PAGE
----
16 March 2001

SOUTH-WEST

Now its only a matter of time

THE mental torture continues. Many farmers in the south-west of England feel it is now a matter of when not whether they will they find foot-and-mouth in their livestock.

Ministry officials are under immense criticism after a decision to slaughter animals around an infected farm on Dartmoor was announced on the radio before farmers were told. Producers are unhappy about having healthy stock killed. Round here it has been a catalogue of disasters. Carcasses have been left outside for several days before incineration.

Farm minister, Nick Browns, repeated claims that the outbreak is under control have angered everyone. It seems obvious to us that the disease is not under control. The impact on related businesses gets worse by the day. As well as farmers, hauliers have no work and riding stables are closed for who knows how long.

Growing concern about the effect on other industries such as tourism prompted the South West Regional Development Agency to write an urgent letter to deputy prime minister, John Prescott, requesting aid. Not to be outdone, Devon County Council has written to Tony Blair, asking for a cross-department foot-and-mouth minister to oversee the crisis.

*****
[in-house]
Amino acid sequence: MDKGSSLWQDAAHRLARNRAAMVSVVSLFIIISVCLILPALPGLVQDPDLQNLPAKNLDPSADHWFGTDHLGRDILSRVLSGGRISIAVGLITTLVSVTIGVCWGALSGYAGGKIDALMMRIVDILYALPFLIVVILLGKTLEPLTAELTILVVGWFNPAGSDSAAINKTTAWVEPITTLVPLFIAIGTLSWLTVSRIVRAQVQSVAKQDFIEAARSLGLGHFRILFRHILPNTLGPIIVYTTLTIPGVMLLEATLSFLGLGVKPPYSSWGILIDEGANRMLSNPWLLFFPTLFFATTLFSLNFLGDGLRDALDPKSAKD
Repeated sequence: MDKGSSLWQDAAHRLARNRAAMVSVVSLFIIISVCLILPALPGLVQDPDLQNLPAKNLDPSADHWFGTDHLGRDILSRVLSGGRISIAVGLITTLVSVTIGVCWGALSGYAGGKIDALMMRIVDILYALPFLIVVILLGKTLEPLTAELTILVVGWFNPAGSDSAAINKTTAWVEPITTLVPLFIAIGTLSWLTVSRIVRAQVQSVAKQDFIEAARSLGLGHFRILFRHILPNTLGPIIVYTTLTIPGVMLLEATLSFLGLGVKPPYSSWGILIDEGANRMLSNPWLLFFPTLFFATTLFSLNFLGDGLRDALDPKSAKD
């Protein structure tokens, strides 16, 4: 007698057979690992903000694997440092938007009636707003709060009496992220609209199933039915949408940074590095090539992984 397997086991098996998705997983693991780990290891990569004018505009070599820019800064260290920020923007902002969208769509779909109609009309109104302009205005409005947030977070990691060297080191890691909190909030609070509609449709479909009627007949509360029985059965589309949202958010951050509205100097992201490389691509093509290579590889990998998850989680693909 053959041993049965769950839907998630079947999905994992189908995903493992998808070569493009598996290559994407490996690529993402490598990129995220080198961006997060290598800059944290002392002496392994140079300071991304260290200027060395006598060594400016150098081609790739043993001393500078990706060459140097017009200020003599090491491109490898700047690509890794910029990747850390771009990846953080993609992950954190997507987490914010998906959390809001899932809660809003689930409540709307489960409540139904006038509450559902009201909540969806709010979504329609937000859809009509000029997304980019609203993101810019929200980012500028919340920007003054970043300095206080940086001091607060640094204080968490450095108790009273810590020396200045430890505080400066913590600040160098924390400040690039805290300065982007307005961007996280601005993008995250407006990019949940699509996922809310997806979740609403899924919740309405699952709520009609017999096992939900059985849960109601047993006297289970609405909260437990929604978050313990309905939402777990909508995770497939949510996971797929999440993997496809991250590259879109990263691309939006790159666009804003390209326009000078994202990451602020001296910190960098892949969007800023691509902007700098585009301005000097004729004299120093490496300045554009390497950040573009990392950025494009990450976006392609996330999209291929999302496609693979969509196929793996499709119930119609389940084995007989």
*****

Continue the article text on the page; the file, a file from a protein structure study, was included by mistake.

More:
With much of Devon now classed as an infected area, hopes of movement licences to get pregnant ewes and cows home from off-land have gone. And from areas where licences are obtainable there have been calls for stricter instructions about vets inspecting all nearby stock before those under licence are moved.

Numerous farmers have commented on how co-operative the public has been in keeping away from livestock areas. Several farmers have started thinking about what they might do as a thank-you for that co-operation. Agriculture, it seems, is suddenly being recognised as a significant industry in the region.

John Burns